Creating a gap where we actually need it - in landfills


Creating a gap where we actually need it - in landfills


Oakland, CA


“We’re very unique in the re-upholstery world. There isn’t really anyone doing what we do… I think in the whole country,”

says Kriss Kokoefer, the fourth and current owner for Oakland-based Kay Chesterfield. An industry veteran of 18 years (who has done it all, from dealerships to sales, to becoming an independent rep), she says she can’t seem to find any companies quite like Kay – companies that have the ability and ambition to focus on re-upholstery on a commercial scale. Reduce, reuse, recycle, and now there’s re-up.

From the outside, Kay Chesterfield seems like somewhat of a relic. Stationed across from the Oakland coliseum, it’s once-neon, now slightly rusted and entirely charming “KAY” sign visible from I-80 evokes feelings of Americana-sentimentality and local nostalgia. Celebrating its 100th year in business, Kay holds a world of potential beyond its modest and industrial façade. It’s old-world craft meets new world necessity. Kokoefer sees a gap in the market, one that she believes if could be filled, could create another gap where we actually need it – in landfills.

“I think there’s going to be a huge new wave of re-upholstery,” says Kokoefer, who believes that if companies committed to re-upholster just 10-20% of their existing furniture, the positive environmental impacts could be substantial. “Resi-mercial, ancillary, that whole trend is huge… and it’s these upholstered areas are what’s attracting employees,” she says. While most corporate furniture is BIFMA certified, built to last 10-20 years, the upholstery is not. Massive amounts of furniture end up in landfills every year simply because the upholstery wears out.

Kay Chesterfield’s namesake origin is twofold – Sam Kay being the original owner, who established the furniture making business in 1921 in Oakland, and Chesterfield being the classic sofa style of which the company produced. Creating living room suite furniture from scratch, re-upholstery was built into the business model – people rarely bought new furniture at that time and entire sets would often be passed down through generations.

The 1970’s ushered in a new era of design and buying habits. Fifty years in, Kay couldn’t compete with furniture production in Highpoint, North Carolina and eventually China. They shifted their model, focusing entirely on residential re-upholstery, only to shift yet again, recognizing the market demand for commercial furniture. Kokoefer bought Kay in 2012 and estimates that the business they bring in today is approximately 75% commercial. It’s also within the commercial market that she sees the opportunity – you can make a bigger impact re-upholstering 20 chairs as opposed to a few.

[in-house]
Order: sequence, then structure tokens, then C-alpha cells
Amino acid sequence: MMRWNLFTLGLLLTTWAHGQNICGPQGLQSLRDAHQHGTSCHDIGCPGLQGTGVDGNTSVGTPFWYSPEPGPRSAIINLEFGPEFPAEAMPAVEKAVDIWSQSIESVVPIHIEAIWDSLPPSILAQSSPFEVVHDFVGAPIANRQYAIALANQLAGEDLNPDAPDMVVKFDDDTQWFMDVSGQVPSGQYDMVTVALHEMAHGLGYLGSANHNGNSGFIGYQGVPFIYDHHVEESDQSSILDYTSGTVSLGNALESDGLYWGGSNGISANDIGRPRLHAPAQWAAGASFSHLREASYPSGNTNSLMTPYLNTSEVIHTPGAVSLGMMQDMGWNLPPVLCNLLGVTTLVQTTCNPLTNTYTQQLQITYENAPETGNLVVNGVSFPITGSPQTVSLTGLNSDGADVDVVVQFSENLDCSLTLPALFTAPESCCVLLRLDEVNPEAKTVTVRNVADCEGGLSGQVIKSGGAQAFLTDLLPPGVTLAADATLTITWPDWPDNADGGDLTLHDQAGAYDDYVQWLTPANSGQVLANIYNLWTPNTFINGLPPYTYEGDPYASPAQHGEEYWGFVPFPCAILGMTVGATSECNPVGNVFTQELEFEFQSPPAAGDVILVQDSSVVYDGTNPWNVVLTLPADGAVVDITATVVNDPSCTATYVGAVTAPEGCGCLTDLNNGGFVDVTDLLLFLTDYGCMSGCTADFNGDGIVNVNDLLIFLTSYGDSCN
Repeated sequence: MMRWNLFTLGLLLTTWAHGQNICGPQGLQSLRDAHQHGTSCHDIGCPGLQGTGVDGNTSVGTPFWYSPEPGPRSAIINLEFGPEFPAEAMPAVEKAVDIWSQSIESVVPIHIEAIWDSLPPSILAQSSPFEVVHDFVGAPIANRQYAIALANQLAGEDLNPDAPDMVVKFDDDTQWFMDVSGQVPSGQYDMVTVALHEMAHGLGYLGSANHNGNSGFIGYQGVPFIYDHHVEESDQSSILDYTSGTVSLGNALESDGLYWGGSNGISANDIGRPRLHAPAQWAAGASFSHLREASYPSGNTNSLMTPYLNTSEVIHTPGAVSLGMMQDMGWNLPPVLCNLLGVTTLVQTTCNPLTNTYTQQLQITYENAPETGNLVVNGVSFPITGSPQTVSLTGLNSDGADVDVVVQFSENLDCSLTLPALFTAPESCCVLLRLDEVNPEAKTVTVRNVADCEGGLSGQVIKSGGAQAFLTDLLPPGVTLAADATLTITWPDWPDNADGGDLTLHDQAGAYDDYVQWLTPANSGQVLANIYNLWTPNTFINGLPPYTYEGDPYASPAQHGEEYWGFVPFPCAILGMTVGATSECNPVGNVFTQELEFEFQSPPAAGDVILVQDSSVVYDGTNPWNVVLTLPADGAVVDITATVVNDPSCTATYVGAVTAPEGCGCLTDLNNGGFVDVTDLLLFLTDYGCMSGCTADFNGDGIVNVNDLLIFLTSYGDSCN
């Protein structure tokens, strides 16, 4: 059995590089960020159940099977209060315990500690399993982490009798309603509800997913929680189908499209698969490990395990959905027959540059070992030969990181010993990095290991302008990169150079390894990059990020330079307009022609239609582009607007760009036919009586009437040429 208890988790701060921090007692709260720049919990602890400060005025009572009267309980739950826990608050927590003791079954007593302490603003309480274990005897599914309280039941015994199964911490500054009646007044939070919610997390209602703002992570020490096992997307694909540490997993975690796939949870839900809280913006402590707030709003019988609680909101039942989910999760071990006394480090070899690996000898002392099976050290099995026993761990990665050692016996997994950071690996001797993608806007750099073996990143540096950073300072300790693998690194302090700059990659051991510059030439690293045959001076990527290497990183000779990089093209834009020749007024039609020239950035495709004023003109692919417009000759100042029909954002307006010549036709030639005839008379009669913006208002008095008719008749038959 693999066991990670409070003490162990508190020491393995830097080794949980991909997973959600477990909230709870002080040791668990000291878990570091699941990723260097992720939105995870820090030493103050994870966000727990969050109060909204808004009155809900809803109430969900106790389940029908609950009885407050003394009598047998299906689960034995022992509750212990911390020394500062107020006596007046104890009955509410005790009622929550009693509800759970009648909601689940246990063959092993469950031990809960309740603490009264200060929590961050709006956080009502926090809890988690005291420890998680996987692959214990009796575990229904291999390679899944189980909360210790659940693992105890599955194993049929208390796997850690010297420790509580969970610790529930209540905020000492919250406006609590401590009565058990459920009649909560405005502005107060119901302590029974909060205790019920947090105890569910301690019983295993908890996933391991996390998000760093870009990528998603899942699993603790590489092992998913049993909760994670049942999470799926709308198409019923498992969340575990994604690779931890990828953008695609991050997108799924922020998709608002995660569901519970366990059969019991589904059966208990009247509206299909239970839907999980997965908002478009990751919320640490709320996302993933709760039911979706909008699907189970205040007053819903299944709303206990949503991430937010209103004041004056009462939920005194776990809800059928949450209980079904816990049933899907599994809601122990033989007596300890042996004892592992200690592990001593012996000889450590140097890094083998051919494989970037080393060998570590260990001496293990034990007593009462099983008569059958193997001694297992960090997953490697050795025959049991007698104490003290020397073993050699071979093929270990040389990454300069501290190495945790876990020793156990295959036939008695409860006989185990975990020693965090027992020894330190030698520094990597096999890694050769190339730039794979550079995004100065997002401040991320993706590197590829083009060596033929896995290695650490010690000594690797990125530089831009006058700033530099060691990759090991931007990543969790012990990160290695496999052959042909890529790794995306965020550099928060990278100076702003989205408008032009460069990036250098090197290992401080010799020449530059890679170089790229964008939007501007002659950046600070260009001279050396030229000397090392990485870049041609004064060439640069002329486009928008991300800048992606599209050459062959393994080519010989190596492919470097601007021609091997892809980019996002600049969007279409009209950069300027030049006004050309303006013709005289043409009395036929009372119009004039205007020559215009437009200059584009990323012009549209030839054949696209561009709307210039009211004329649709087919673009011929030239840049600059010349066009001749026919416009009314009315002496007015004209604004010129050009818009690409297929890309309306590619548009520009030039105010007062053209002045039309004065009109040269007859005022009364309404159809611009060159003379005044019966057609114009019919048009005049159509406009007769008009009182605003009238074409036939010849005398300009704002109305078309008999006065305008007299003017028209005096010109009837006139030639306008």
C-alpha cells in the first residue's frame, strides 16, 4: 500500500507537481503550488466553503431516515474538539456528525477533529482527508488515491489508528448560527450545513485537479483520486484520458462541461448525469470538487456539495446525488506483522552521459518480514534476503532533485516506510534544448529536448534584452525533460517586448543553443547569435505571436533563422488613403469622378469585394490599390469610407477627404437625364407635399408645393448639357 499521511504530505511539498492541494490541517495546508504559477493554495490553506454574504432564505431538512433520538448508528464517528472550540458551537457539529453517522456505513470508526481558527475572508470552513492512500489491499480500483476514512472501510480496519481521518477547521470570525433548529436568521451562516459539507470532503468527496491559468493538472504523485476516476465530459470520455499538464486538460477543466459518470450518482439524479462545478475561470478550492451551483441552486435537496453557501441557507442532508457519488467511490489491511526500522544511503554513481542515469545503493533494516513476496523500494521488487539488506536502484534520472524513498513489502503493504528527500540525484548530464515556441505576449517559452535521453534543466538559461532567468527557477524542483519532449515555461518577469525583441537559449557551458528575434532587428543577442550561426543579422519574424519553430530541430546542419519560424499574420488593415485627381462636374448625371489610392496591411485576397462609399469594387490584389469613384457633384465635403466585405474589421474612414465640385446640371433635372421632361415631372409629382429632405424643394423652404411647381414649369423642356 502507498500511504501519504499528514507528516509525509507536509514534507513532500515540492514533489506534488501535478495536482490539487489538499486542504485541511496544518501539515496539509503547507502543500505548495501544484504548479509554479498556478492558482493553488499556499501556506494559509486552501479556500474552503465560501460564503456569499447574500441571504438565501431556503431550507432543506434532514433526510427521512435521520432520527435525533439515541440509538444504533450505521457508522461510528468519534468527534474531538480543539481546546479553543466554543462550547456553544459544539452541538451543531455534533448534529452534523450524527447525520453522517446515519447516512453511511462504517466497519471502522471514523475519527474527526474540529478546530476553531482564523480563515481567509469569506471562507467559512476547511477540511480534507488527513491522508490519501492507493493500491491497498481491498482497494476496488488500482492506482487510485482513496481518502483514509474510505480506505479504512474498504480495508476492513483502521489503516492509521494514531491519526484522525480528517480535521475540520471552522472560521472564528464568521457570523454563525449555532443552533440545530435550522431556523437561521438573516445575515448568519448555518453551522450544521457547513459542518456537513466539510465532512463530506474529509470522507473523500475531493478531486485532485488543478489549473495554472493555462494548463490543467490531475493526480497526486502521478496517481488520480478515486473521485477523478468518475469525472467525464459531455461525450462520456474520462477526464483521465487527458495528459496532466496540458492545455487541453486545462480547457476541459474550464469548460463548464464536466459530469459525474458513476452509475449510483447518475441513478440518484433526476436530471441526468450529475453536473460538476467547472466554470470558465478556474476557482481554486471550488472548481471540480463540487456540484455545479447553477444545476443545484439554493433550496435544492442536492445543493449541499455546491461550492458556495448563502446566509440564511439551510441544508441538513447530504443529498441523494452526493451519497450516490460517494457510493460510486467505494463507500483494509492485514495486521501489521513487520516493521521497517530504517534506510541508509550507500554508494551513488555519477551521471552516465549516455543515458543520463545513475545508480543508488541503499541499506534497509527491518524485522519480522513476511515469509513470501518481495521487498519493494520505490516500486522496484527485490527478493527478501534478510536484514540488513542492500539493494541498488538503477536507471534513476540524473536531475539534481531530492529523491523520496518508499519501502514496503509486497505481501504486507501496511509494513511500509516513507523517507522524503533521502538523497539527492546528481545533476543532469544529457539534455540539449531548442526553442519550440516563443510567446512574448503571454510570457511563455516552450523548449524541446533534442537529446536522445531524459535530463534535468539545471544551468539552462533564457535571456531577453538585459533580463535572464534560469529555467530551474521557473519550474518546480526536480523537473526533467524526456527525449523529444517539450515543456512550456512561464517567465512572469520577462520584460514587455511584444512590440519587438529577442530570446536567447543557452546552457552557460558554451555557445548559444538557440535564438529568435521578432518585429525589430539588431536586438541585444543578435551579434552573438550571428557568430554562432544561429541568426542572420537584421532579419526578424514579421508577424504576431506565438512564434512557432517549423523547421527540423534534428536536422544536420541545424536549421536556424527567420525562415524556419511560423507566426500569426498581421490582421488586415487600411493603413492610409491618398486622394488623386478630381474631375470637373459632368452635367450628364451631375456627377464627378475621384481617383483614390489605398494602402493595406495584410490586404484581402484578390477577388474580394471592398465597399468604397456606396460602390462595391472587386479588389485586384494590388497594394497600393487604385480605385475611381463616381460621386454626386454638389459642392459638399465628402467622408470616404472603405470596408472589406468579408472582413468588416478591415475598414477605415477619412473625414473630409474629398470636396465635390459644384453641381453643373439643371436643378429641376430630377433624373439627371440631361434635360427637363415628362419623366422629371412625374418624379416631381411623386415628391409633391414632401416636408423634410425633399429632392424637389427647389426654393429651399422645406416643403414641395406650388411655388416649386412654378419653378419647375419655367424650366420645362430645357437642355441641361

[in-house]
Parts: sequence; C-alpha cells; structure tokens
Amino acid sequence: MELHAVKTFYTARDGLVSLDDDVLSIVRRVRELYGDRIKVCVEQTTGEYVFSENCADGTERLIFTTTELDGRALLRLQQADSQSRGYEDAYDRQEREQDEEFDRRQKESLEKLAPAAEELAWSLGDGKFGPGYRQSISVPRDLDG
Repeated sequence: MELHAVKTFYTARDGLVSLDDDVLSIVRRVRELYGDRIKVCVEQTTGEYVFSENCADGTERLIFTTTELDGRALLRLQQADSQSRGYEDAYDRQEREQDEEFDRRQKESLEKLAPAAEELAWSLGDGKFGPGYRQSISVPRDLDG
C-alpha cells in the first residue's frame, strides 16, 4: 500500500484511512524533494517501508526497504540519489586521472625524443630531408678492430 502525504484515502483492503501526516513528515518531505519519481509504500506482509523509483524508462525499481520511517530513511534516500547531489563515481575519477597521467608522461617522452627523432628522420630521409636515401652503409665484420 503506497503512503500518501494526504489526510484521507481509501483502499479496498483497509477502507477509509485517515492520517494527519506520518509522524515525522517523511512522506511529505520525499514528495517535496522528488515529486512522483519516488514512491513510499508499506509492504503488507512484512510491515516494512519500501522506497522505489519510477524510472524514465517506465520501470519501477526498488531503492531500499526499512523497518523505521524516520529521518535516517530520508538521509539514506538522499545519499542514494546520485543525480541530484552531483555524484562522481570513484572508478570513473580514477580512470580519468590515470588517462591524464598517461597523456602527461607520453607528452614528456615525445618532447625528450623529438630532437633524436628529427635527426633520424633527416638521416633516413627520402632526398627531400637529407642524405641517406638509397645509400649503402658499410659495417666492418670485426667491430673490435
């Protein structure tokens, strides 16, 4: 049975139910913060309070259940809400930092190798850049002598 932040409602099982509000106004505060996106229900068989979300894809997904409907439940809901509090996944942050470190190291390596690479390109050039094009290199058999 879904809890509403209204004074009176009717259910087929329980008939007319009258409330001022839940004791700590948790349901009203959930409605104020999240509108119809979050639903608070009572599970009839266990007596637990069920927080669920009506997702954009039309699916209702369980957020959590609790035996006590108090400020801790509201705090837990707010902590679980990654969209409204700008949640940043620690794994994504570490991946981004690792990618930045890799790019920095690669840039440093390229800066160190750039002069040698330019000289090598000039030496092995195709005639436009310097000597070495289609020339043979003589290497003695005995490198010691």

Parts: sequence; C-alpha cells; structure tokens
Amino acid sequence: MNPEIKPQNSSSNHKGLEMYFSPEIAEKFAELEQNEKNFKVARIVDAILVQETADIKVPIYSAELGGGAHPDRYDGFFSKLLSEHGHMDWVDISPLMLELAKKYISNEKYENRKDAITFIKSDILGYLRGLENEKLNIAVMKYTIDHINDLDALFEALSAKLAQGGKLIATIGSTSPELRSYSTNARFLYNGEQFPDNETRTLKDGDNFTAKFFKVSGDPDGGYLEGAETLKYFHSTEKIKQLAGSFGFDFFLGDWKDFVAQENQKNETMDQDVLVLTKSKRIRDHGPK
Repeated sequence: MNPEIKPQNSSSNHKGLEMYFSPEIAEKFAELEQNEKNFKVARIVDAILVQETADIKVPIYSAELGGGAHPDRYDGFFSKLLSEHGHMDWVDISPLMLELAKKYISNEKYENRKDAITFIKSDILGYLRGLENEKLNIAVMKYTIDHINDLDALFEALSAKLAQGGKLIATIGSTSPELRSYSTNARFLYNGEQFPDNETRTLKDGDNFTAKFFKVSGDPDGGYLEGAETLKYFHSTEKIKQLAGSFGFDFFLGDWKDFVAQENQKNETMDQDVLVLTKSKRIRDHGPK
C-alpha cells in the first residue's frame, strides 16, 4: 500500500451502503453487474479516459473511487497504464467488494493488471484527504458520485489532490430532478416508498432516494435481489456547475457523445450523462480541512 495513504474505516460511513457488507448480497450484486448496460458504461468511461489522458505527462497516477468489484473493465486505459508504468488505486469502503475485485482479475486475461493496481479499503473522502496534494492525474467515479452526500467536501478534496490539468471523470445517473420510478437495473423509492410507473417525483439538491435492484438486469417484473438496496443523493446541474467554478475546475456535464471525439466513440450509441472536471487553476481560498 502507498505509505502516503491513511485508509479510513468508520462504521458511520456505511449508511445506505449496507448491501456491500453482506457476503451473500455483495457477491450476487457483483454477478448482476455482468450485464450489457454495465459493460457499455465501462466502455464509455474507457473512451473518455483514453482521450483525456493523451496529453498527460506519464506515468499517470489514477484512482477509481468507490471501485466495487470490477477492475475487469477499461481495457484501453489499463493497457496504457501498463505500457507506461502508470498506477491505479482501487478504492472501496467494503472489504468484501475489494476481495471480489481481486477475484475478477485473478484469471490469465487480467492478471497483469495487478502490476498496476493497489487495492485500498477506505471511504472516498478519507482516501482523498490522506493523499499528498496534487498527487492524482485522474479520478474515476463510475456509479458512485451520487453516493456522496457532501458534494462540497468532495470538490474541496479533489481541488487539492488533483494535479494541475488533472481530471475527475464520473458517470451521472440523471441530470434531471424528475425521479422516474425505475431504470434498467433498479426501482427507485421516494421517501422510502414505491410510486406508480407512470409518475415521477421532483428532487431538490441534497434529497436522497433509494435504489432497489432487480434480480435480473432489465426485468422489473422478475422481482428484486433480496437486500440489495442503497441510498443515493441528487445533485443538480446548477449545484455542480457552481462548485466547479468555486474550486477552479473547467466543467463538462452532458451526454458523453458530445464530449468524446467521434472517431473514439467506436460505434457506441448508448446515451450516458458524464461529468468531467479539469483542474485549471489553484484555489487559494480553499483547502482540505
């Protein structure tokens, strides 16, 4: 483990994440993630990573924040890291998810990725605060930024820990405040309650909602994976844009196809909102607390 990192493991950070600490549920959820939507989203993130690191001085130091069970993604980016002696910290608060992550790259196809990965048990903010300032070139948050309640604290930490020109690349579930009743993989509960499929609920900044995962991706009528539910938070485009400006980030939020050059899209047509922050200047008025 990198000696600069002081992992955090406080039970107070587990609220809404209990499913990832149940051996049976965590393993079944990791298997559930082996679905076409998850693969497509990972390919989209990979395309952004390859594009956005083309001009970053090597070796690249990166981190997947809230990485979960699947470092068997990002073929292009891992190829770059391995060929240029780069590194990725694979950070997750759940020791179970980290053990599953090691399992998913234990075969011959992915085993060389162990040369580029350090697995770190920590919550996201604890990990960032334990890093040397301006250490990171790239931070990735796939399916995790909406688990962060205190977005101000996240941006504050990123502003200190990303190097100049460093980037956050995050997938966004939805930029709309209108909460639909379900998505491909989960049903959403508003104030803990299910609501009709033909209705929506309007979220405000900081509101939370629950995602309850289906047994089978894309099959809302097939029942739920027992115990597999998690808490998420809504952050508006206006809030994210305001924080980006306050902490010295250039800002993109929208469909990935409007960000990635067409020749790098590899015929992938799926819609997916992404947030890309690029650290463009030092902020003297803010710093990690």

Kay now operates out of a 10,000 square-foot space with 16 employees, 10 of whom are upholsterers. Their lead upholsterer, Gonzalo Torres, worked for Marvin Kay, who inherited the business from his father. Several others have been with the company for over a decade.

“There isn’t re-upholstery in the lexicon of our industry,”

but Kokoefer sees two ways to change that, the first being when a business moves into a new space. Committing to reusing and re-upholstering just 10-20% of existing soft seating would still give designers and companies the freedom to express their new design visions. The second is through maintenance programs. Re-upholstery programs could be integrated into office maintenance and upkeep, coming out of a maintenance budget rather than that of design.

These initiatives could be one piece of the puzzle into making commercial design more sustainable (and more cost-efficient). What’s the key takeaway for design firms and companies relocating or re-designing their spaces? You don’t have to sacrifice your design vision to be environmentally responsible.


Maybe some of our new-world problems can be solved with old-world solutions.

I recently had a friend ask me for recommendations for a tailor. As a part of a generation lost in the wave of the new and the cheap, many of us are looking back to slow craft to truly care for the products we buy. We’re seeing huge trends in buying vintage and used. Maybe some of our new-world problems can be solved with old-world solutions. Maybe innovation doesn’t always mean the newest, shiniest, high-tech product, or outfitting spaces with all the newest trends. Now more than ever, it means finding ways to be socially and environmentally responsible. For Kay, that’s looking back at 100 years of craft, doing their part to help ensure the next 100 years for our planet.